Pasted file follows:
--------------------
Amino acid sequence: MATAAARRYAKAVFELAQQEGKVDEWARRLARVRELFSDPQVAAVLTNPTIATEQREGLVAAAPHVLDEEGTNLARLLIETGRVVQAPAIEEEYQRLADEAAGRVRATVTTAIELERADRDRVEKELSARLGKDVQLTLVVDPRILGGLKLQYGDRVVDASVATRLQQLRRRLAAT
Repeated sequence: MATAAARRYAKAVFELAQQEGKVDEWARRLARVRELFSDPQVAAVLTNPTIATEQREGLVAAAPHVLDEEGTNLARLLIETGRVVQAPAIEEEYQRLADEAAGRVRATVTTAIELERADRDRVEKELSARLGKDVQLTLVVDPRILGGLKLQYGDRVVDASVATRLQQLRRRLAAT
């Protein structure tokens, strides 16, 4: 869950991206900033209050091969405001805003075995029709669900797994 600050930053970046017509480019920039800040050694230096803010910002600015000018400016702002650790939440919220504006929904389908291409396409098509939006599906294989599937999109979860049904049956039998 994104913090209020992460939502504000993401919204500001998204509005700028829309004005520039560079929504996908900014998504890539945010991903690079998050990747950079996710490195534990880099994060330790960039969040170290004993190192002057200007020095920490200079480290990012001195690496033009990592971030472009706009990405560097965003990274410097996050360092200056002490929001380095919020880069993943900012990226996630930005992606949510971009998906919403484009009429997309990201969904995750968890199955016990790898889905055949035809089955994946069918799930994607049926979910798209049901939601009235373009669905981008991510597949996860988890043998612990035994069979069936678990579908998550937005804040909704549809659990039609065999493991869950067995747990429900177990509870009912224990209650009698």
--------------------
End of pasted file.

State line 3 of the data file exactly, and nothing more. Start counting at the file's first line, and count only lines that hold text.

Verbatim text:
């Protein structure tokens, strides 16, 4: 869950991206900033209050091969405001805003075995029709669900797994 600050930053970046017509480019920039800040050694230096803010910002600015000018400016702002650790939440919220504006929904389908291409396409098509939006599906294989599937999109979860049904049956039998 994104913090209020992460939502504000993401919204500001998204509005700028829309004005520039560079929504996908900014998504890539945010991903690079998050990747950079996710490195534990880099994060330790960039969040170290004993190192002057200007020095920490200079480290990012001195690496033009990592971030472009706009990405560097965003990274410097996050360092200056002490929001380095919020880069993943900012990226996630930005992606949510971009998906919403484009009429997309990201969904995750968890199955016990790898889905055949035809089955994946069918799930994607049926979910798209049901939601009235373009669905981008991510597949996860988890043998612990035994069979069936678990579908998550937005804040909704549809659990039609065999493991869950067995747990429900177990509870009912224990209650009698």